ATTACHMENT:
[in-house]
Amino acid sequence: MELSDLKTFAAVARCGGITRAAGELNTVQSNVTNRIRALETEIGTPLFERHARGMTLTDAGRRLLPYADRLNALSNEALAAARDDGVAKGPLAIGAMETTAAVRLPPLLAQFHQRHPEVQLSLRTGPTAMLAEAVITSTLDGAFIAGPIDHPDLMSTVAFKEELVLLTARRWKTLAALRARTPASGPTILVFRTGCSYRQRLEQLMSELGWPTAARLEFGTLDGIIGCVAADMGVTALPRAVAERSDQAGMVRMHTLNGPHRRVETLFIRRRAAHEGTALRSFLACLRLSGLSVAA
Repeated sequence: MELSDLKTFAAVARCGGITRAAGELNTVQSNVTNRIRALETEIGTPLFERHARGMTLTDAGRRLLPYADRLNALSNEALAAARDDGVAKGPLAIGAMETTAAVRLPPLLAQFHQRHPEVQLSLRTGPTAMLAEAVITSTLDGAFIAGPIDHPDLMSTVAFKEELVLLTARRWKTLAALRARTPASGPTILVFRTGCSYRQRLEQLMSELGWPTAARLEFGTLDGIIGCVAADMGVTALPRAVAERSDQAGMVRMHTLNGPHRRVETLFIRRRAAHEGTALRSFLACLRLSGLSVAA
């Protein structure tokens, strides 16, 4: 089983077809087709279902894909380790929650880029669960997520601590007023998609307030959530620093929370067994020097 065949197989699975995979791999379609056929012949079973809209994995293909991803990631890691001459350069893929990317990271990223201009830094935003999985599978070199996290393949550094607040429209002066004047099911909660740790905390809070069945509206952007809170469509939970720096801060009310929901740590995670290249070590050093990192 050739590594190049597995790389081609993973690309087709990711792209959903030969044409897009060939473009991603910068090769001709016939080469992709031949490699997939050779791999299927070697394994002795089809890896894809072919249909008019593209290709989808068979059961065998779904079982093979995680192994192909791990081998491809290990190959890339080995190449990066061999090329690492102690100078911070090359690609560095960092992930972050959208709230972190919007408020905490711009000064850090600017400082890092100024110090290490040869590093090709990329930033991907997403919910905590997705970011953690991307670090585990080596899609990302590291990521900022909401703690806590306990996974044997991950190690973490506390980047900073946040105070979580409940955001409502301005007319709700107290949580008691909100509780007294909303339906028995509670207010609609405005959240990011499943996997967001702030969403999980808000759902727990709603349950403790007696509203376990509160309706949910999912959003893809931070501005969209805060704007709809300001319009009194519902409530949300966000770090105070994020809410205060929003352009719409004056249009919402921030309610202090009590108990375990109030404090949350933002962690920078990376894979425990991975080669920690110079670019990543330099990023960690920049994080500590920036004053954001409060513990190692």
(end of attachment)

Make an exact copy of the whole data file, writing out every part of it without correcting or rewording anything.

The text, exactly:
[in-house]
Amino acid sequence: MELSDLKTFAAVARCGGITRAAGELNTVQSNVTNRIRALETEIGTPLFERHARGMTLTDAGRRLLPYADRLNALSNEALAAARDDGVAKGPLAIGAMETTAAVRLPPLLAQFHQRHPEVQLSLRTGPTAMLAEAVITSTLDGAFIAGPIDHPDLMSTVAFKEELVLLTARRWKTLAALRARTPASGPTILVFRTGCSYRQRLEQLMSELGWPTAARLEFGTLDGIIGCVAADMGVTALPRAVAERSDQAGMVRMHTLNGPHRRVETLFIRRRAAHEGTALRSFLACLRLSGLSVAA
Repeated sequence: MELSDLKTFAAVARCGGITRAAGELNTVQSNVTNRIRALETEIGTPLFERHARGMTLTDAGRRLLPYADRLNALSNEALAAARDDGVAKGPLAIGAMETTAAVRLPPLLAQFHQRHPEVQLSLRTGPTAMLAEAVITSTLDGAFIAGPIDHPDLMSTVAFKEELVLLTARRWKTLAALRARTPASGPTILVFRTGCSYRQRLEQLMSELGWPTAARLEFGTLDGIIGCVAADMGVTALPRAVAERSDQAGMVRMHTLNGPHRRVETLFIRRRAAHEGTALRSFLACLRLSGLSVAA
């Protein structure tokens, strides 16, 4: 089983077809087709279902894909380790929650880029669960997520601590007023998609307030959530620093929370067994020097 065949197989699975995979791999379609056929012949079973809209994995293909991803990631890691001459350069893929990317990271990223201009830094935003999985599978070199996290393949550094607040429209002066004047099911909660740790905390809070069945509206952007809170469509939970720096801060009310929901740590995670290249070590050093990192 050739590594190049597995790389081609993973690309087709990711792209959903030969044409897009060939473009991603910068090769001709016939080469992709031949490699997939050779791999299927070697394994002795089809890896894809072919249909008019593209290709989808068979059961065998779904079982093979995680192994192909791990081998491809290990190959890339080995190449990066061999090329690492102690100078911070090359690609560095960092992930972050959208709230972190919007408020905490711009000064850090600017400082890092100024110090290490040869590093090709990329930033991907997403919910905590997705970011953690991307670090585990080596899609990302590291990521900022909401703690806590306990996974044997991950190690973490506390980047900073946040105070979580409940955001409502301005007319709700107290949580008691909100509780007294909303339906028995509670207010609609405005959240990011499943996997967001702030969403999980808000759902727990709603349950403790007696509203376990509160309706949910999912959003893809931070501005969209805060704007709809300001319009009194519902409530949300966000770090105070994020809410205060929003352009719409004056249009919402921030309610202090009590108990375990109030404090949350933002962690920078990376894979425990991975080669920690110079670019990543330099990023960690920049994080500590920036004053954001409060513990190692």